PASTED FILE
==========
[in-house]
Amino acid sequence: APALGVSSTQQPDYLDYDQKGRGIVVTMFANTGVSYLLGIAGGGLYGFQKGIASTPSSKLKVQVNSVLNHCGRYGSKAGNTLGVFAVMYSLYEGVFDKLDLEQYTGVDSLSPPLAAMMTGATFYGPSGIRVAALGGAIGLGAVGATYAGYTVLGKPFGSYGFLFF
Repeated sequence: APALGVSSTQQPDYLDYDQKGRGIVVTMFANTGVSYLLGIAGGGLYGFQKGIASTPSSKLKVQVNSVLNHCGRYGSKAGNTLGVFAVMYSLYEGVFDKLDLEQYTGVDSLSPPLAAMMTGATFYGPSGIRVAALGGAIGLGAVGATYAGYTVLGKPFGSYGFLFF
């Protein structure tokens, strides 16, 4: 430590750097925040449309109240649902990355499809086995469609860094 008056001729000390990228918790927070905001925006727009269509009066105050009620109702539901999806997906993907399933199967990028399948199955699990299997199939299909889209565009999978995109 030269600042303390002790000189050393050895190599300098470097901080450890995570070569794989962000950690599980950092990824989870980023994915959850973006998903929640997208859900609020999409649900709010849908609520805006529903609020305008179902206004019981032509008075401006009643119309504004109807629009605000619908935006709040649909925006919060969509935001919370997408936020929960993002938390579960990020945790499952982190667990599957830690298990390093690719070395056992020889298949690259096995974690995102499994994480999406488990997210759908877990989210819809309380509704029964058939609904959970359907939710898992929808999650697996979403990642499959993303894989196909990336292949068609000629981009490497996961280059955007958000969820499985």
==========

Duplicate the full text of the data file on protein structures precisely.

[in-house]
Amino acid sequence: APALGVSSTQQPDYLDYDQKGRGIVVTMFANTGVSYLLGIAGGGLYGFQKGIASTPSSKLKVQVNSVLNHCGRYGSKAGNTLGVFAVMYSLYEGVFDKLDLEQYTGVDSLSPPLAAMMTGATFYGPSGIRVAALGGAIGLGAVGATYAGYTVLGKPFGSYGFLFF
Repeated sequence: APALGVSSTQQPDYLDYDQKGRGIVVTMFANTGVSYLLGIAGGGLYGFQKGIASTPSSKLKVQVNSVLNHCGRYGSKAGNTLGVFAVMYSLYEGVFDKLDLEQYTGVDSLSPPLAAMMTGATFYGPSGIRVAALGGAIGLGAVGATYAGYTVLGKPFGSYGFLFF
């Protein structure tokens, strides 16, 4: 430590750097925040449309109240649902990355499809086995469609860094 008056001729000390990228918790927070905001925006727009269509009066105050009620109702539901999806997906993907399933199967990028399948199955699990299997199939299909889209565009999978995109 030269600042303390002790000189050393050895190599300098470097901080450890995570070569794989962000950690599980950092990824989870980023994915959850973006998903929640997208859900609020999409649900709010849908609520805006529903609020305008179902206004019981032509008075401006009643119309504004109807629009605000619908935006709040649909925006919060969509935001919370997408936020929960993002938390579960990020945790499952982190667990599957830690298990390093690719070395056992020889298949690259096995974690995102499994994480999406488990997210759908877990989210819809309380509704029964058939609904959970359907939710898992929808999650697996979403990642499959993303894989196909990336292949068609000629981009490497996961280059955007958000969820499985």